amount of unliquidated damages. Holt Atherton, 835 S.W.2d at 83. Thus, the plaintiff is only required to prove its claim
for unliquidated damages. Id.; see Tex. R. Civ. P. 243. But if the defendant files an answer, as in this case, a trial court
may not render judgment on the pleadings and the plaintiff is required to offer evidence and prove all aspects of its
claim. Bradley Motors, Inc. v. Mackey, 878 S.W.2d 140, 141 (Tex. 1994); Stoner, 578 S.W.2d at 682. We, however, see no
reason why this difference should result in judgment being rendered rather than remanded in cases of post-answer
In both types of default judgment, a plaintiff must present evidence, but the uncontested proceedings are often
abbreviated and perfunctory. In the absence of opposing counsel, an uncontested trial, like an uncontested damages
hearing, is less likely to result in a fully-developed factual record. See Holt Atherton, 835 S.W.2d at 86; see also U.S. Fire
Ins. Co. v. Carter, 473 S.W.2d 2, 3 (Tex. 1971) (noting an appellate court may remand when the case has not been fully
developed). That is reflected in this case. Although Lerma had the burden to prove all elements of its claim, the trial
court opined “[t]his will be only an issue of damages, not negligence, [so] prove it up the way you want to prove it up.”
We conclude that the better rule is the one expressed in Holt Atherton and by the courts of appeals that have remanded
for a new trial after a post-answer default judgment rather than rendering judgment. Under the rule we adopt, Dollar
General’s legal sufficiency challenge will not result in greater relief than the new trial afforded by our resolution of its
motion for new trial argument; thus, we need not and do not address it.
Finally, this record compels us to note that judges and lawyers should, and in most instances do, extend common and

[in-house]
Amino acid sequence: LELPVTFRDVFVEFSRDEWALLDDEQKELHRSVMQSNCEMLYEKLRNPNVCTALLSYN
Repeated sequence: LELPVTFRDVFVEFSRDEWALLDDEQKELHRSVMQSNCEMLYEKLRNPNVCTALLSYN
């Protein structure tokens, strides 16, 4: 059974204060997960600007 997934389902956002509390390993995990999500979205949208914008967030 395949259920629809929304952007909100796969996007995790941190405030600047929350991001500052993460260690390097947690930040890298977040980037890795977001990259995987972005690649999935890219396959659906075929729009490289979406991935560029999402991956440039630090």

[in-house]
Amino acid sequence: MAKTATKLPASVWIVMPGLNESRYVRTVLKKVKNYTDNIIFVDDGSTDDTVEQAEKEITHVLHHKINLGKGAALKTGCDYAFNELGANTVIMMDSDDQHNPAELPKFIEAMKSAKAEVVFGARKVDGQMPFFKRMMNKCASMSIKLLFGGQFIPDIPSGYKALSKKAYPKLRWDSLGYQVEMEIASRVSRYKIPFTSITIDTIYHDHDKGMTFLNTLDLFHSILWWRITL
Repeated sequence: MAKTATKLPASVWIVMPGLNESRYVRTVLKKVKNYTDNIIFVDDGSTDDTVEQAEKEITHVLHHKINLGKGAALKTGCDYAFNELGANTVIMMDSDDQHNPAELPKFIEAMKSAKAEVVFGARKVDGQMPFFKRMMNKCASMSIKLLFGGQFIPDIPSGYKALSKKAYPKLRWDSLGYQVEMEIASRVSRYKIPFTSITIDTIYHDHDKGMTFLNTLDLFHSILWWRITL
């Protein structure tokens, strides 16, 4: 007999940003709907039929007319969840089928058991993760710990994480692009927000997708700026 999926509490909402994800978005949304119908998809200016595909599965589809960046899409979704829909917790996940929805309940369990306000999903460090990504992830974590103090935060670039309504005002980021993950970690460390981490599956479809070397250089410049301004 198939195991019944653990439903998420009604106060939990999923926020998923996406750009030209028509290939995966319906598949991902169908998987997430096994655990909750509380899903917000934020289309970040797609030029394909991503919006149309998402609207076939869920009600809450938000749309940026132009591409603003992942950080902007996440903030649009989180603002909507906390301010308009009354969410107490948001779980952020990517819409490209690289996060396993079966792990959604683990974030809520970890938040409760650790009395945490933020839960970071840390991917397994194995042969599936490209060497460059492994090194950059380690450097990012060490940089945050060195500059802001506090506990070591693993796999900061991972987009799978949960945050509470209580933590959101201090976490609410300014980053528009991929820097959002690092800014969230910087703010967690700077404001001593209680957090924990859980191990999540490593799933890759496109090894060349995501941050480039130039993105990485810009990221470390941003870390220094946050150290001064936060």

professional courtesies to other judges and lawyers. See Tex. Code Jud. Conduct, Preamble (noting, in part, that judges
must strive to enhance and maintain confidence in our legal system and should be governed in their judicial conduct by
general ethical standards); Tex. Lawyer’s Creed-A Mandate for Professionalism, III(11) (“I will not take advantage, by
causing any default or dismissal to be rendered, when I know the identity of an opposing counsel, without first inquiring
about that counsel’s intention to proceed.”). Here, despite attempts by other judges to contact the trial judge and both
Lerma’s counsel and the trial judge being aware that Dollar General’s counsel was in trial elsewhere, judgment was
entered against a party that by neither word nor deed exhibited intention to abandon or frustrate the proceedings. It is a
credit to the trial bench and bar that this type of record rarely ends up before appellate courts.
We reverse the judgment of the court of appeals. The case is remanded to the trial court for a new trial.
OPINION DELIVERED: July 3, 2009
1 Dollar General does not assert we should dispense with any of the remaining Craddock factors, and we do not
address the issue. See Peralta v. Heights Med. Ctr., Inc., 485 U.S. 80, 86 (1988) (holding that requiring proof of
meritorious defense, in absence of valid service and notice of the judgment, violates due process rights); Mathis v.
Lockwood, 166 S.W.3d 743, 744 (Tex. 2005) (dispensing with second Craddock element when post-answer default
judgment was rendered without notice to defaulting party).